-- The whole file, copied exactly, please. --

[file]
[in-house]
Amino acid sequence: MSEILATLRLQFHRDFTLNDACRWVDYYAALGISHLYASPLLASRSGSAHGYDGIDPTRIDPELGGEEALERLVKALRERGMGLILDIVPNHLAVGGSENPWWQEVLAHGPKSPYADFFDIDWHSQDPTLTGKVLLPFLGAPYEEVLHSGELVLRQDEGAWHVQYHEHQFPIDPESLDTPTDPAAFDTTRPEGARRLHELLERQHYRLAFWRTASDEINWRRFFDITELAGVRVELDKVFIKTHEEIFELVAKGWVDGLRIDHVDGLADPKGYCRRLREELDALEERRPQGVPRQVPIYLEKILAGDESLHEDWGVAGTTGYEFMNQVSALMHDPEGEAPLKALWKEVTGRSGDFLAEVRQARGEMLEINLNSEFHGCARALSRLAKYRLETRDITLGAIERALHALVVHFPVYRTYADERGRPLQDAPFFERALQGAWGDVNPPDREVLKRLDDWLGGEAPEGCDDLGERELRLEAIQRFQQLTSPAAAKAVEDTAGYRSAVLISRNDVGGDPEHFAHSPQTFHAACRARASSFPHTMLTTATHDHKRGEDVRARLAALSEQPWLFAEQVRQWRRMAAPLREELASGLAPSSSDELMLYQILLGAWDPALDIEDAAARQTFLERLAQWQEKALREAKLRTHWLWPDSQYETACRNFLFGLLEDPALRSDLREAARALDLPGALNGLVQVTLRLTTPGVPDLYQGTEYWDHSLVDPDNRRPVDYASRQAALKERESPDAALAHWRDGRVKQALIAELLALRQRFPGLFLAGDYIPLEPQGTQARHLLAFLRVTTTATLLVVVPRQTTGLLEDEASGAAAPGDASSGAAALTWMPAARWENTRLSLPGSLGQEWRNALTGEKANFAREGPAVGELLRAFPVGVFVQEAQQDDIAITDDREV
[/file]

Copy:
[in-house]
Amino acid sequence: MSEILATLRLQFHRDFTLNDACRWVDYYAALGISHLYASPLLASRSGSAHGYDGIDPTRIDPELGGEEALERLVKALRERGMGLILDIVPNHLAVGGSENPWWQEVLAHGPKSPYADFFDIDWHSQDPTLTGKVLLPFLGAPYEEVLHSGELVLRQDEGAWHVQYHEHQFPIDPESLDTPTDPAAFDTTRPEGARRLHELLERQHYRLAFWRTASDEINWRRFFDITELAGVRVELDKVFIKTHEEIFELVAKGWVDGLRIDHVDGLADPKGYCRRLREELDALEERRPQGVPRQVPIYLEKILAGDESLHEDWGVAGTTGYEFMNQVSALMHDPEGEAPLKALWKEVTGRSGDFLAEVRQARGEMLEINLNSEFHGCARALSRLAKYRLETRDITLGAIERALHALVVHFPVYRTYADERGRPLQDAPFFERALQGAWGDVNPPDREVLKRLDDWLGGEAPEGCDDLGERELRLEAIQRFQQLTSPAAAKAVEDTAGYRSAVLISRNDVGGDPEHFAHSPQTFHAACRARASSFPHTMLTTATHDHKRGEDVRARLAALSEQPWLFAEQVRQWRRMAAPLREELASGLAPSSSDELMLYQILLGAWDPALDIEDAAARQTFLERLAQWQEKALREAKLRTHWLWPDSQYETACRNFLFGLLEDPALRSDLREAARALDLPGALNGLVQVTLRLTTPGVPDLYQGTEYWDHSLVDPDNRRPVDYASRQAALKERESPDAALAHWRDGRVKQALIAELLALRQRFPGLFLAGDYIPLEPQGTQARHLLAFLRVTTTATLLVVVPRQTTGLLEDEASGAAAPGDASSGAAALTWMPAARWENTRLSLPGSLGQEWRNALTGEKANFAREGPAVGELLRAFPVGVFVQEAQQDDIAITDDREV